Elon Looks Familiar
Cignetti Building Phoenix Like Houston Built Dukes
HARRISONBURG — The turnaround is remarkably familiar.
The two coaches sound undeniably similar.
“We wanted to be a very physical football team with high standards and expectations with the thought being one day at a time,” first-year Elon coach Curt Cignetti said Monday during the Colonial Athletic Association coaches teleconference. “Focusing on the present moment to prove as much as you can daily to get yourself the best chance to get the result and improve the most.
“That’s kind of how we play, sort of one play at a time. Nothing too high, nothing too low. Just onto the next play.”
James Madison coach Mike Houston has expressed the same sentiments time and time again to his players since arriving in Harrisonburg before the 2016 season.
“They’ve bought into the whole mentality of that when you talk about each week, no matter who it is, that it is the biggest game of the year,” Houston said. “Because it’s the only game we play that week.”
Houston helped JMU go from playoff contender to national champion after ex-Dukes coach Everett Withers left for the head job at Texas State. JMU has won 22 straight games and are 24-1 overall under Houston.
Cignetti has elevated Elon from CAA doormat to competitor for a conference title after ex-Phoenix coach Rich Skrosky departed for the offensive coordinator gig at Florida International.
JMU travels to Elon on Saturday with the CAA title on the line.
A win for JMU would give the Dukes an outright league championship for the second straight season. A win for Elon would give the Phoenix a share of the CAA title.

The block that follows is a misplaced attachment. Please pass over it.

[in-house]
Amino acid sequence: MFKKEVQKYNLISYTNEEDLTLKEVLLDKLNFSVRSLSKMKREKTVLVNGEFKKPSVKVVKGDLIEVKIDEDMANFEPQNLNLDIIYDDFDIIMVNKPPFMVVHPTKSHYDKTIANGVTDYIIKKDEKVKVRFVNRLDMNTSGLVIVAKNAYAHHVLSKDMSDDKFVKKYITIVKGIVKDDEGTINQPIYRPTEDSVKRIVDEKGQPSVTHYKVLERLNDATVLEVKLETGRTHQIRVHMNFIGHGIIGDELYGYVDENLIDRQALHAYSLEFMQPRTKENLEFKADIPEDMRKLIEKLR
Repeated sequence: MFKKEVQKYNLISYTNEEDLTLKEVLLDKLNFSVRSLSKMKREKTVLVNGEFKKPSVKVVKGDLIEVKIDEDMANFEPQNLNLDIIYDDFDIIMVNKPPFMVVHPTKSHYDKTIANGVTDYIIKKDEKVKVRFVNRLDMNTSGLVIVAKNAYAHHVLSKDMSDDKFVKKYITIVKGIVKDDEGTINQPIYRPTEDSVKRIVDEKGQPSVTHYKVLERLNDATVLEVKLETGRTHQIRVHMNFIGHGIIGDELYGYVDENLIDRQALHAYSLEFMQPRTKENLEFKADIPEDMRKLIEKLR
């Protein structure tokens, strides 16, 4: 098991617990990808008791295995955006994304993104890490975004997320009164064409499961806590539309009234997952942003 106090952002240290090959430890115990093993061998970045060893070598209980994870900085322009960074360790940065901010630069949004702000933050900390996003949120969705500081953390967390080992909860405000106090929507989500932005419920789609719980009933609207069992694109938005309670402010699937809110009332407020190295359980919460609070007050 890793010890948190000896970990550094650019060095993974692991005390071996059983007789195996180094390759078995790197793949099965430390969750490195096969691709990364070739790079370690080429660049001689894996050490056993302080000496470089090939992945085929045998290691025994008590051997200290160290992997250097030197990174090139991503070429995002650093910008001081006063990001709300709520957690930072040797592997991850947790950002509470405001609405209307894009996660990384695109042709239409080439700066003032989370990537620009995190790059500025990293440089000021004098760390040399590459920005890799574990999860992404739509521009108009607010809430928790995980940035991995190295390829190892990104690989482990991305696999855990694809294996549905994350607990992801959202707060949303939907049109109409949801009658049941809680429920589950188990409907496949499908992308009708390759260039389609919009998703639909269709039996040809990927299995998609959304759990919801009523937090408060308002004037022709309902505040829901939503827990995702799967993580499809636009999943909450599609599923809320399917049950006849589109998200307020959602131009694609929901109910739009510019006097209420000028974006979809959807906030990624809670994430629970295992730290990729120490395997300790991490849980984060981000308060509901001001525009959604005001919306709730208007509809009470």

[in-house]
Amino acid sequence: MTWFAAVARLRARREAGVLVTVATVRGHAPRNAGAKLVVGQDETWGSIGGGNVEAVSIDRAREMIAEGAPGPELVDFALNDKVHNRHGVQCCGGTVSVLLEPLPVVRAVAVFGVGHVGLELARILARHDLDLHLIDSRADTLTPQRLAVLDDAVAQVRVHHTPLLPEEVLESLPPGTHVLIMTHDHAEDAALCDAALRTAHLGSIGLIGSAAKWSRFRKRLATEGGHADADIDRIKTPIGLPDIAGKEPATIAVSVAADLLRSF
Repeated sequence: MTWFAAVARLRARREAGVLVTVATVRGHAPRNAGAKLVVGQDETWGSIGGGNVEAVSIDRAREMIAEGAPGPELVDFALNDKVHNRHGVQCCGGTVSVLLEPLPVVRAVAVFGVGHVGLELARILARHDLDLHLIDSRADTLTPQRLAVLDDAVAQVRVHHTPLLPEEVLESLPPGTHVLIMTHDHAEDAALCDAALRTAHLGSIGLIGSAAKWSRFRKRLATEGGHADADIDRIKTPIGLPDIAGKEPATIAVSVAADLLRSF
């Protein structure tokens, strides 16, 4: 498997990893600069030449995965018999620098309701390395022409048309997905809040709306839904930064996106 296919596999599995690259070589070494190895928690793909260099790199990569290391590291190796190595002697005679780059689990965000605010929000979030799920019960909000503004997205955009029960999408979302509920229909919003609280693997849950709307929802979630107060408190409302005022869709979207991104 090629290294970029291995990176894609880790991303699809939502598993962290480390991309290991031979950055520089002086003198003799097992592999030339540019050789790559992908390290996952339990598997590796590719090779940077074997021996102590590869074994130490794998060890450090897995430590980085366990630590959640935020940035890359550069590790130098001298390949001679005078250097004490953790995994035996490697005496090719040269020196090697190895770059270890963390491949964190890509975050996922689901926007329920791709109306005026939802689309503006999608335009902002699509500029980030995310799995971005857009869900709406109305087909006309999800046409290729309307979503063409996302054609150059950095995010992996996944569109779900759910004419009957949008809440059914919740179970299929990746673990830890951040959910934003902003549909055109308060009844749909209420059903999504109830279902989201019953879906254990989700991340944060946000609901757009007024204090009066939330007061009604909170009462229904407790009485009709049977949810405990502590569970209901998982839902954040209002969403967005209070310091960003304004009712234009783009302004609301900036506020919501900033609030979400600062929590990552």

“I’m sure the blueprint is probably similar,” Cignetti said. “It’s probably laid out a little differently, but I see some parallels.
“They’re a little further along in their program in terms of their recruiting and development than we are. We’re sort of in the infancy stage.”
Cignetti, like Houston, has mentors at the highest level of college football, but also became a head coach for the first time at a Division II school.
Houston took Lenoir-Rhyne to the Division II postseason twice before moving onto The Citadel and eventually JMU. Cignetti took Indiana University of Pennsylvania to the Division II playoffs three times before taking the job at Elon.
Before becoming a head coach, Cignetti worked for Nick Saban as an assistant and recruiting coordinator at Alabama. Cignetti’s dad, Frank Cignetti Sr., is a College Football Hall of Fame coach with stints at IUP and West Virginia.
Houston worked for Fred Goldsmith — the former Rice and Duke coach — at Lenoir-Rhyne before becoming the head coach at the school.
“I think they’ve done a great job,” Houston said of Cignetti and the staff at Elon. “They are so much better on the offensive line than they were a year ago and that’s a lot of the same guys, so that says a lot right there. They’re playing very physical in the run game. They’re doing a good job in pass protection.
“They’ve got some receivers really making some plays and, defensively, they’re just doing a really good job of being sound with the front-stacked defense.”
Cignetti said JMU plays how he wants his team to play on a weekly basis.
“I have a great coaching staff and we wanted to change the culture and the mindset and we wanted to change the way that our players think,” Cignetti said. “We thought we had to get a lot tougher, mentally and physically. We wanted to be fast, physical and relentless.
“[JMU] is definitely fast, physical and relentless. They got a lot of really, really good players and a dominant defense — the kind of defense anyone would love to have — and they do a good job offensively, too.”
Last year, JMU beat Elon 63-14 in the final week of the regular season.
JMU defensive coordinator Bob Trott said he can see the improvements Elon has made.
“Obviously, the players have bought into their system and we know a little bit about that because it happened at our place last year,” Trott said. “They’re playing good sound offense and defense and special teams. You got to tip your hat off to them.”